Harris. I used always to put them down into the Hole when the Watch broke up. - If they behaved any ways disorderly we put them into the Hole, before the Watch goes off; if they behave civilly we let them stay above. - I never put any down into the Hole while I was Constable, if they behaved well before I went away.

Mark Coney . I served the Office of a Constable last Year, and I cannot say he committed any Crime, misbehaved, or used People ill in my Time: When we go off in a Morning we put the Prisoners into the Hole for Security, against the next Day. - I always used to put them in, I do not know whether I was right or wrong. - If they behaved civilly I did not put them in before I went away: - I never had above seven or eight Prisoners at a Time; for we had no Search-Warrants in my Year. - He always behaved well, except he was in Liquor, and then I used to bid him go to Bed, and he would go.

John Chambers . I served the Office of Constable two Years ago, I never saw him behave cruel or barbarous to any Prisoner, but used to be very kind to them. - It is a Custom between four and five o'Clock, or according as the Season of the Year is, to clear the House before the Watch goes off; some go up Stairs to Bed, and others go down into the Hole. - If they behave well we do not put them into the Hole, but let them sit in the Room by the Fire. - It is Mr Bird's Misfortune to have a hasty way of talking, but he does not use them ill.

Philip Duggin , (some time Clerk under the Governor of Bridewell) he has brought a great many Prisoners to us, I never heard any Complaints of him.

Bird. Have not you known me according to my Circumstances to give them Rolls or Half-pence.

Duggin. Yes, to the best of my Remembrance he has, and spoke to me that they might be civilly used.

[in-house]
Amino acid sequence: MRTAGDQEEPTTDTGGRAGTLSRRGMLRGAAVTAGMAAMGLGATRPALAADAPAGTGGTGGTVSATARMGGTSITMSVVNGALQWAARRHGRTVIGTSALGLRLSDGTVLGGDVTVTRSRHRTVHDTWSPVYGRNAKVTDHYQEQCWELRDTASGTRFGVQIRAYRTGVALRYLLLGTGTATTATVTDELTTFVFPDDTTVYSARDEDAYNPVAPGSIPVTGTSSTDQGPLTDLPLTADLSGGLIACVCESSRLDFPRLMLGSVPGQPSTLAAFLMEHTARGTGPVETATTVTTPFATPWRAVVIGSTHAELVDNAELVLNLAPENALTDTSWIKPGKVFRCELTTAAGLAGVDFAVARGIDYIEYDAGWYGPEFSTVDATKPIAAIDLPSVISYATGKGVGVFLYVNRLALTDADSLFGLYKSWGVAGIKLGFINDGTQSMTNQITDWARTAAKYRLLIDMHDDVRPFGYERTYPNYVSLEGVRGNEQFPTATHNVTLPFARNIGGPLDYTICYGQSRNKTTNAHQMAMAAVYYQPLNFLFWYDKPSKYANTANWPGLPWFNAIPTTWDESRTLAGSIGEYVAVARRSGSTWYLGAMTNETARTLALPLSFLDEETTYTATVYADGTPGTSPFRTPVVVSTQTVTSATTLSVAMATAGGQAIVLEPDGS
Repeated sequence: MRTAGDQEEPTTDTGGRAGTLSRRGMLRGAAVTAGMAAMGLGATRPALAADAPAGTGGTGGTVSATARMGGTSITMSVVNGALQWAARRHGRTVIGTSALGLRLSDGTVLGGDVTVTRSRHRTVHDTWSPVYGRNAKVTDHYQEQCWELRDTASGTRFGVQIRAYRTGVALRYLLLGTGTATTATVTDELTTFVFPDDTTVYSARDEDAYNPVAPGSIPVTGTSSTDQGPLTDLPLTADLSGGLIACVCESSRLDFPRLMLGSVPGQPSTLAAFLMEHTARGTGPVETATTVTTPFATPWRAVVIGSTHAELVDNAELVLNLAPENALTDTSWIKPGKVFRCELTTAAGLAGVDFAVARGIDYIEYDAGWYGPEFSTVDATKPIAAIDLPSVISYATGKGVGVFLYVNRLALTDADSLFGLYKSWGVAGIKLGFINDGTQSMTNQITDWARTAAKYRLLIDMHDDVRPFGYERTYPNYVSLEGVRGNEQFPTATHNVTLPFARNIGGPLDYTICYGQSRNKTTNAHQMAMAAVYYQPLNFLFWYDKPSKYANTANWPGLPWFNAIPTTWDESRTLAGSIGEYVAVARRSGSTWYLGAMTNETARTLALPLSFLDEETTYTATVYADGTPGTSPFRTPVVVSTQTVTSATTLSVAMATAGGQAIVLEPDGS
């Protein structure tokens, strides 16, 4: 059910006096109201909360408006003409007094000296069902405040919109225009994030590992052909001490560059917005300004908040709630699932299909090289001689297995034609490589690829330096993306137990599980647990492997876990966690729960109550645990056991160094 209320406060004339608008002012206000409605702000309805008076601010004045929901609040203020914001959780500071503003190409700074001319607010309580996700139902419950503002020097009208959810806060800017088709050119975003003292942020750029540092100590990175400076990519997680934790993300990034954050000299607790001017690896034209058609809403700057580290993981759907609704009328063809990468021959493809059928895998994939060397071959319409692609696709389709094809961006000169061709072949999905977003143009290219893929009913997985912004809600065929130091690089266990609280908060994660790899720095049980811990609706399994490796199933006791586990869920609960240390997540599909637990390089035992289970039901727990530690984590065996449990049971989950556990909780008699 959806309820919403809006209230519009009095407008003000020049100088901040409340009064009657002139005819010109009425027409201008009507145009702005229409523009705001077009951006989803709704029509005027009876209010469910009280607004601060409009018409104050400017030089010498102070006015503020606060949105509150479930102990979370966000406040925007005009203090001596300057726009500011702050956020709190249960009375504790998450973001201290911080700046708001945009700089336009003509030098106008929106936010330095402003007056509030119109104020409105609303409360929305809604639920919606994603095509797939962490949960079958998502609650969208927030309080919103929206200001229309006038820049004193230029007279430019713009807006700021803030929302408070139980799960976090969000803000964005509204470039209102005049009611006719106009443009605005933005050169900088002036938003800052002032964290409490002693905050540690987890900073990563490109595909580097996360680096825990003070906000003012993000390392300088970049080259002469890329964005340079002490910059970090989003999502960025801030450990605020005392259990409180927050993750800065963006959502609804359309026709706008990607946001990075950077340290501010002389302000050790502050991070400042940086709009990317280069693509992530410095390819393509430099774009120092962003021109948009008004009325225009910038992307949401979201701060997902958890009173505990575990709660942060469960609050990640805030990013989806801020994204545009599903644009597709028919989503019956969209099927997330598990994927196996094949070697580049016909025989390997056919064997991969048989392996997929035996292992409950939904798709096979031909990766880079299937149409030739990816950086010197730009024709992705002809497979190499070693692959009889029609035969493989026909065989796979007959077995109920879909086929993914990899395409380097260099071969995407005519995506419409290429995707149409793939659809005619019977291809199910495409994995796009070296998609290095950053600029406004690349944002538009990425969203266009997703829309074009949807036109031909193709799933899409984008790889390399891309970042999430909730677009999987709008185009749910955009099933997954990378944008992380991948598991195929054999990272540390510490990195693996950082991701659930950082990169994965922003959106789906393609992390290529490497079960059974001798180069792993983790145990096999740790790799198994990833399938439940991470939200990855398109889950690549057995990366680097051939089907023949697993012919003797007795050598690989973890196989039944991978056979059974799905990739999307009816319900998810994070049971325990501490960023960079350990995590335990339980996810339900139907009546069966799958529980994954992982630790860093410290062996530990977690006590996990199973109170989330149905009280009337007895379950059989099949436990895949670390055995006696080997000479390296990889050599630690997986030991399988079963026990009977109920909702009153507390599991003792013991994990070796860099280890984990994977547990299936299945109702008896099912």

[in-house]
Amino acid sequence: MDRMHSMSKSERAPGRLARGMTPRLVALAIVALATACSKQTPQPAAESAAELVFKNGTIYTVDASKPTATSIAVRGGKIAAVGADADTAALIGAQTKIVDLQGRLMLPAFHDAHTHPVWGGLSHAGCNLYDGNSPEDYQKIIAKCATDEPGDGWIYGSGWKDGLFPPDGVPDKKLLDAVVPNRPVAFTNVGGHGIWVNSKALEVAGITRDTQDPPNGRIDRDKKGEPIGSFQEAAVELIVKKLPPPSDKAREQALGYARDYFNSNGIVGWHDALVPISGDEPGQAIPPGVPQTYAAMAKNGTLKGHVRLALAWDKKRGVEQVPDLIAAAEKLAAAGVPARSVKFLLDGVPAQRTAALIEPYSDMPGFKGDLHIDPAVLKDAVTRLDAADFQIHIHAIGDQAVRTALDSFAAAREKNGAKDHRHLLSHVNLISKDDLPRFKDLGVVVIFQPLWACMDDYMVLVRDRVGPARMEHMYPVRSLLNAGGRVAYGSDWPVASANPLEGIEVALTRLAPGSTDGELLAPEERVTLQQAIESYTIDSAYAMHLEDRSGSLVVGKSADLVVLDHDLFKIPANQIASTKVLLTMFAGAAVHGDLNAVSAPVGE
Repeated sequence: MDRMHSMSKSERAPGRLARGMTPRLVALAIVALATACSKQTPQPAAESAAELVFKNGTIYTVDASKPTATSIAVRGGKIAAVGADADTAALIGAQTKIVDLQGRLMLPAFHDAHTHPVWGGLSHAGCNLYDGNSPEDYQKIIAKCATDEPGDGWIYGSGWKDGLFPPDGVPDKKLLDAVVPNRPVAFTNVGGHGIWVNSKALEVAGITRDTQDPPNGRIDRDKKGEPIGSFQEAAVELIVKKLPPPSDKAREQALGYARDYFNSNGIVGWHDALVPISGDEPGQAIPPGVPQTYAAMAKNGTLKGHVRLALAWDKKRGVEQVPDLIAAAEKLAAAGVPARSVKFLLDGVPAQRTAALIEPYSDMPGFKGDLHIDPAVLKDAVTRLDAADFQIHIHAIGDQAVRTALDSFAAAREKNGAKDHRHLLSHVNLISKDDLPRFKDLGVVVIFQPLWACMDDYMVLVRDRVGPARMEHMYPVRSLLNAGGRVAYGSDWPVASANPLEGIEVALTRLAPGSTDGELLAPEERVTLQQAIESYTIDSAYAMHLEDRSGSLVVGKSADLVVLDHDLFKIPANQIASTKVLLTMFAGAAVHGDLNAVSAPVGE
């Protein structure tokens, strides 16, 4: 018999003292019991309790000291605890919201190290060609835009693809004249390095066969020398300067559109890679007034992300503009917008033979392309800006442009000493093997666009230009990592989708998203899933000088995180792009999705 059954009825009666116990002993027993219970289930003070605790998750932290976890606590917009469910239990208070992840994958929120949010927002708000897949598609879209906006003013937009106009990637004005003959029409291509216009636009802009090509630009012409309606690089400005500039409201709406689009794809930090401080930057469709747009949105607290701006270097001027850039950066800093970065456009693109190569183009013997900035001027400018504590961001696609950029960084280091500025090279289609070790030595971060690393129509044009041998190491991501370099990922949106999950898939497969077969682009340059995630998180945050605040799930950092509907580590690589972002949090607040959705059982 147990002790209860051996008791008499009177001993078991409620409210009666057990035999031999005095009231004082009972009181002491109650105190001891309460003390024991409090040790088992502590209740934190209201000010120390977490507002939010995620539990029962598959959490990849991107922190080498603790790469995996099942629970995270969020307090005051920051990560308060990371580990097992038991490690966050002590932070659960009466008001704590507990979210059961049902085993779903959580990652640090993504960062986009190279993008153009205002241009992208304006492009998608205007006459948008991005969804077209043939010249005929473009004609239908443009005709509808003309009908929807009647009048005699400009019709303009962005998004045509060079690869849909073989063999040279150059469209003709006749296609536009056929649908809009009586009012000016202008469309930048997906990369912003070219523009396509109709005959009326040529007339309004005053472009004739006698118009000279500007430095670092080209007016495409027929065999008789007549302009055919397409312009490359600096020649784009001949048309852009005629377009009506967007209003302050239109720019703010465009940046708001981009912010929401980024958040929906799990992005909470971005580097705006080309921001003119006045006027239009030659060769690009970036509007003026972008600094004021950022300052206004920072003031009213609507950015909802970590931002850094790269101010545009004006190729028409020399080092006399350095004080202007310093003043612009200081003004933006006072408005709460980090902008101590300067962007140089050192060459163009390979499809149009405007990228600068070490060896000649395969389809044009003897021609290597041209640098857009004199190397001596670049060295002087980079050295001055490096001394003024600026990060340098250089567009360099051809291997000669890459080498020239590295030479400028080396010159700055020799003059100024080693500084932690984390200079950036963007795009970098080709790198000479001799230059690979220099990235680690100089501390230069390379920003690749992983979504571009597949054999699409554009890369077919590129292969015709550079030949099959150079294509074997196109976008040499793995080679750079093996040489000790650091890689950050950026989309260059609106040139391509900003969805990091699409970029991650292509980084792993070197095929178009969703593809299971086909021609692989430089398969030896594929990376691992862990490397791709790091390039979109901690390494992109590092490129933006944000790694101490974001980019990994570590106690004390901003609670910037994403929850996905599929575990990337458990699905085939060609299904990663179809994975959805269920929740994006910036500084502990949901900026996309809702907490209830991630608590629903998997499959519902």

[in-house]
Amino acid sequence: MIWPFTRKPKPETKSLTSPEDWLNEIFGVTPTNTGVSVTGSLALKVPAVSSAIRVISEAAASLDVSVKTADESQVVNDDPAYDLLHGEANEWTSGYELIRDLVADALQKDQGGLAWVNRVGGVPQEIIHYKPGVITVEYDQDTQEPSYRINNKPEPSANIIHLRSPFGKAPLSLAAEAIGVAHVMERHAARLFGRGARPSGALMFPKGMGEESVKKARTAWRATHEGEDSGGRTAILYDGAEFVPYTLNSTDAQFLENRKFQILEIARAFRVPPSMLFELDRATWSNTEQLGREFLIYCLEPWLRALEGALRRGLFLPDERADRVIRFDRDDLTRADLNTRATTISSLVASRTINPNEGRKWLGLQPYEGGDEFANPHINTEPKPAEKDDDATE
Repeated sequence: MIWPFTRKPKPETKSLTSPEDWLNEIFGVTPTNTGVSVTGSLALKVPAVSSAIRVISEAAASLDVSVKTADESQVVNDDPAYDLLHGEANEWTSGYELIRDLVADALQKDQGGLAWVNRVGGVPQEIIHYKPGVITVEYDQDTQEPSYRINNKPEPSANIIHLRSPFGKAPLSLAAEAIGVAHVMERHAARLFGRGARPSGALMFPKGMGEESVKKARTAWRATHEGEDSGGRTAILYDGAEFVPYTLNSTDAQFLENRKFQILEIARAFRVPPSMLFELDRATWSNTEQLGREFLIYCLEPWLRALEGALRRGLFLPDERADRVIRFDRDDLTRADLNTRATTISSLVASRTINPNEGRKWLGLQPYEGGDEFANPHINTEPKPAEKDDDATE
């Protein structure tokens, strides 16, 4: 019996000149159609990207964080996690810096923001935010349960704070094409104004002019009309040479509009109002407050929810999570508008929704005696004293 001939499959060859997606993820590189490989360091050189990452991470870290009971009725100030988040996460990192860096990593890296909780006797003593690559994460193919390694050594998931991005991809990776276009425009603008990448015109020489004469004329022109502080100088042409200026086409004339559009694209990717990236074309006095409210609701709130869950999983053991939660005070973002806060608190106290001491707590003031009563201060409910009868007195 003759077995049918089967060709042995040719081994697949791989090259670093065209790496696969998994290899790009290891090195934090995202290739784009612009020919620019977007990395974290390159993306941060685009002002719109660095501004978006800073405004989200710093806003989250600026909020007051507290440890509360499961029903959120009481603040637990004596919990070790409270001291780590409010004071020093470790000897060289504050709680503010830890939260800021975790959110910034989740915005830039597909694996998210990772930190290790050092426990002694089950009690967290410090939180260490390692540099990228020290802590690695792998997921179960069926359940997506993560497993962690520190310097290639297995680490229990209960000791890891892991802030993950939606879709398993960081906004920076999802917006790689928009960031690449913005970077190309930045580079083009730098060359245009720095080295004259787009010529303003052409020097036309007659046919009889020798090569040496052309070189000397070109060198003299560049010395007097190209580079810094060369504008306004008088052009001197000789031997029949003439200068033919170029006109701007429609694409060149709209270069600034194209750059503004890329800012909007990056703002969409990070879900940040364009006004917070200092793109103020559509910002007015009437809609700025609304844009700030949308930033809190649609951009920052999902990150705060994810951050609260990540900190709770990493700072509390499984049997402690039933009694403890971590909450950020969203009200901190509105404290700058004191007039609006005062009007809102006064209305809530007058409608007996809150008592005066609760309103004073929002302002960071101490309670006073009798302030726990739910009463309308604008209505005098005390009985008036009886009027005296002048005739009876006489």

William Baily . I have known him sixteen Years, and have been with him when he has bestowed Charity to People in Straits: I do not think him to be that tyrannical Person which he is represented to be.

Bird. I will not take up any more of your Lordship's Time, I hope I have established my Character, and I leave my Case to your Lordship and the Jury.

King's Council. As you have led us into it, we shall call some Persons to your Character; so if you would call any more do it now.

James Calf . I have known him four or five Years, and believe him to be a very honest Man; I know several good-natured Acts which he has done for People; as to his Usage of his Prisoners, I know nothing of that, I believe him to be a Man of Humanity, and rather than do any thing of this Kind, he would relieve distressed Persons, if it was in his Power; how this happened I know not.

Joseph Rawson . I have known him these thirty Years, and his Father and Mother before him. I have trusted him with a great many Pounds, and with the keeping of my Books: And as I stand before this Tribunal, and must stand before a greater, I do not think he would be guilty of any ill Thing.

Bird. My Lord, I rest it here.

K. Coun. We should not have troubled your Lordship any further, if this last Part of the Defence, as to Character, had not been made; but as he has led us into it, I think it proper to call 2 or 3 Witnesses.

[ George Colclough called again.]

Q. What is the general Character of the Prisoner?

Colclough. When he is sober, he is very civil to the Prisoners; but when he is in Liquor, he will swear, and curse, and rattle; when he is out of Liquor, he is very easy. - He is reckoned unkind with respect to beating them, damning them, and the like.

[Bushel called again.]

Q. What is the Prisoner's general Character, with Regard to Kindness or Cruelty?

Bushel. His Character is, that he is cruel to his Prisoners. - I speak as to his general Character.

Bird. He says my Character is cruel; I wish he would give the Court one Instance of it.